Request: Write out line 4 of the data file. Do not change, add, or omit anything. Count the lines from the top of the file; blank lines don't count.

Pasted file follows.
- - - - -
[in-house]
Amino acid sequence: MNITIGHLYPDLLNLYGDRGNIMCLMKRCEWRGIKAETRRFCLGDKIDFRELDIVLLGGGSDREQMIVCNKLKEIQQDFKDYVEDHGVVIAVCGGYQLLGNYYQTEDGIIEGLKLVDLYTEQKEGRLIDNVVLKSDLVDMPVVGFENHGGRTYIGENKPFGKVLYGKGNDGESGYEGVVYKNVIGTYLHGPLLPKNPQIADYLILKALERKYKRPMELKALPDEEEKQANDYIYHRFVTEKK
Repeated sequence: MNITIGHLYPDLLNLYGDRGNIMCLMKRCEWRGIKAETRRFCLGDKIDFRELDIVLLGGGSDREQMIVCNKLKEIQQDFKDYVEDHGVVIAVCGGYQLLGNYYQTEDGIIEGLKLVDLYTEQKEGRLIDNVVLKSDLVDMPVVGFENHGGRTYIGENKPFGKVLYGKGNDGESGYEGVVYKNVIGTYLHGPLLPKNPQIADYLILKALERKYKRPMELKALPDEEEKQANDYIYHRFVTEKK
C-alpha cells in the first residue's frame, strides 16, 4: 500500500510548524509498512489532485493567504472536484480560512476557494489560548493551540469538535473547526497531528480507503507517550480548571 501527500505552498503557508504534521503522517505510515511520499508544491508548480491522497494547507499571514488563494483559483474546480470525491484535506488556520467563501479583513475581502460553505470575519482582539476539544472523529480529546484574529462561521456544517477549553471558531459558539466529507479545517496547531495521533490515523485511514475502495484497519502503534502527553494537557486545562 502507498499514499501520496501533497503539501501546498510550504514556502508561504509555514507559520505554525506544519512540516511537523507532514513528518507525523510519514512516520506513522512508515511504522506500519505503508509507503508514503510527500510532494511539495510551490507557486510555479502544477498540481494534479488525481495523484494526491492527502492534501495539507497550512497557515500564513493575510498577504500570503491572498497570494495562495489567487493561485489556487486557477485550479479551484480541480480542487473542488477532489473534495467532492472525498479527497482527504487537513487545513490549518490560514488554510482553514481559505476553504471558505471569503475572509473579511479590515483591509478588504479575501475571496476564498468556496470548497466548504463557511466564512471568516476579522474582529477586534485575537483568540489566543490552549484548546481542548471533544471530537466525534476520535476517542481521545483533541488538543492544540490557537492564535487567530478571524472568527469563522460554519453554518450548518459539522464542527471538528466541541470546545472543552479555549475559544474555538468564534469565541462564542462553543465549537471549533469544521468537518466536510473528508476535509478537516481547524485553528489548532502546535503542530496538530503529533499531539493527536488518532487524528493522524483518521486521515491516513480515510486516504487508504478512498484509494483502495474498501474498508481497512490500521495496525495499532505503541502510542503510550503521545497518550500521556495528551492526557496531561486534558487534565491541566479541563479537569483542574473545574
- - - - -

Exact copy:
C-alpha cells in the first residue's frame, strides 16, 4: 500500500510548524509498512489532485493567504472536484480560512476557494489560548493551540469538535473547526497531528480507503507517550480548571 501527500505552498503557508504534521503522517505510515511520499508544491508548480491522497494547507499571514488563494483559483474546480470525491484535506488556520467563501479583513475581502460553505470575519482582539476539544472523529480529546484574529462561521456544517477549553471558531459558539466529507479545517496547531495521533490515523485511514475502495484497519502503534502527553494537557486545562 502507498499514499501520496501533497503539501501546498510550504514556502508561504509555514507559520505554525506544519512540516511537523507532514513528518507525523510519514512516520506513522512508515511504522506500519505503508509507503508514503510527500510532494511539495510551490507557486510555479502544477498540481494534479488525481495523484494526491492527502492534501495539507497550512497557515500564513493575510498577504500570503491572498497570494495562495489567487493561485489556487486557477485550479479551484480541480480542487473542488477532489473534495467532492472525498479527497482527504487537513487545513490549518490560514488554510482553514481559505476553504471558505471569503475572509473579511479590515483591509478588504479575501475571496476564498468556496470548497466548504463557511466564512471568516476579522474582529477586534485575537483568540489566543490552549484548546481542548471533544471530537466525534476520535476517542481521545483533541488538543492544540490557537492564535487567530478571524472568527469563522460554519453554518450548518459539522464542527471538528466541541470546545472543552479555549475559544474555538468564534469565541462564542462553543465549537471549533469544521468537518466536510473528508476535509478537516481547524485553528489548532502546535503542530496538530503529533499531539493527536488518532487524528493522524483518521486521515491516513480515510486516504487508504478512498484509494483502495474498501474498508481497512490500521495496525495499532505503541502510542503510550503521545497518550500521556495528551492526557496531561486534558487534565491541566479541563479537569483542574473545574